A Blog by Jonathan Low


Jun 29, 2016

How Telemedicine Is Transforming Health Care

Electronic medicine is changing perceptions about what constitutes health care

Just as ecommerce and fintech have altered views about the definition of sales and money, so the proliferation of online medical information is spurring the conversion of knowledge to action. The challenge, as always, is to maintain quality while increasing volume. JL

Melinda Beck reports in the Wall Street Journal:

Doctors are linking up with patients by phone, email and webcam. They’re consulting with each other electronically. The volume of health information on the internet is raising questions about what constitutes the practice of medicine. Some web-based businesses enable consumers to consult doctors who don’t have medical licenses, but post fine-print disclaimers that they are providing information, not medical advice. In a poll of 1,500 family physicians, only 15% had used it in their practices—but 90% said they would if appropriately reimbursed.
After years of big promises, telemedicine is finally living up to its potential.
Driven by faster internet connections, ubiquitous smartphones and changing insurance standards, more health providers are turning to electronic communications to do their jobs—and it’s upending the delivery of health care.
Doctors are linking up with patients by phone, email and webcam. They’re also consulting with each other electronically—sometimes to make split-second decisions on heart attacks and strokes. Patients, meanwhile, are using new devices to relay their blood pressure, heart rate and other vital signs to their doctors so they can manage chronic conditions at home.Telemedicine also allows for better care in places where medical expertise is hard to come by.
Five to 10 times a day, Doctors Without Borders relays questions about tough cases from its physicians in Niger, South Sudan and elsewhere to its network of 280 experts around the world, and back again via the internet.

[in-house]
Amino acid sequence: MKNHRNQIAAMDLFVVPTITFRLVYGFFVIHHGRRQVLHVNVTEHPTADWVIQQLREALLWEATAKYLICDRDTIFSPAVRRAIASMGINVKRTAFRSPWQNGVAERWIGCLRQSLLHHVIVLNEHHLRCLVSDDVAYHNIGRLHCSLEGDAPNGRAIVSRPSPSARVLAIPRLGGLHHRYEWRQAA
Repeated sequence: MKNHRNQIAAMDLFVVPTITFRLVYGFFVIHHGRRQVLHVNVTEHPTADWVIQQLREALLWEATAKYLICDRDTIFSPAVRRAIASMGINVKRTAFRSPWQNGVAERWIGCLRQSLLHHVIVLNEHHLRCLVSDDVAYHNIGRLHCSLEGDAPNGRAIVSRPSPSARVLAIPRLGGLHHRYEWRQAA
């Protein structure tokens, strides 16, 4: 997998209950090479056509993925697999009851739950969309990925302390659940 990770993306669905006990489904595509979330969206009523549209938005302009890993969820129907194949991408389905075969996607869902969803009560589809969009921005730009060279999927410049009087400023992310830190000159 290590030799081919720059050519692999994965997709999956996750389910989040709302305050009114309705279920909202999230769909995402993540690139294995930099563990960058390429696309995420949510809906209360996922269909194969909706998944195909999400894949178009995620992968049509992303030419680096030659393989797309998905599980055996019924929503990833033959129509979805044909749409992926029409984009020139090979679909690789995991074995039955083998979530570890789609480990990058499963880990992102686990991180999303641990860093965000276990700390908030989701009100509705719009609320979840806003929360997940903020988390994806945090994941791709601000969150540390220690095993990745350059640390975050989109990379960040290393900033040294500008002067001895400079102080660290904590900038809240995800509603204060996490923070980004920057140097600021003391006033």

In the woods outside St. Louis, shifts of doctors and nurses work around the clock in Mercy health system’s new Virtual Care Center—a “hospital without beds” that provides remote support for intensive-care units, emergency rooms and other programs in 38 smaller hospitals from North Carolina to Oklahoma. Many of them don’t have a physician on-site 24/7.
In the TeleICU section, critical-care doctors sit at oversize video monitors that continually collect data on every far-flung ICU patient and can spot signs of imminent trouble. If a patient needs attention, Mercy physicians can zoom in via two-way camera—close enough to read the tiny print on an IV bag.
“It’s almost like being at the bedside—I can’t shock a patient [restart his heart with electrical paddles], but I can give an order to the nurses there,” says Vinaya Sermadevi, a critical-care specialist.
In the past year, ICUs monitored by Mercy specialists have seen a 35% decrease in patients’ average length of stay and 30% fewer deaths than anticipated. “That translates to 1,000 people who were expected to die who got to go home instead,” says Randy Moore, president of Mercy Virtual.

The Virtual Doctor Is In

The number of virtual doctor visits in the U.S.
The percentage of providers that have telemedicine programs
The percentage of large employers offering telemedicine benefits
Source: American Telemedicine Association (virtual doctor visits); Avizia survey of 280 health-care executives, March 2016 (providers); National Business Group on Health survey of 140 large employers (benefits)


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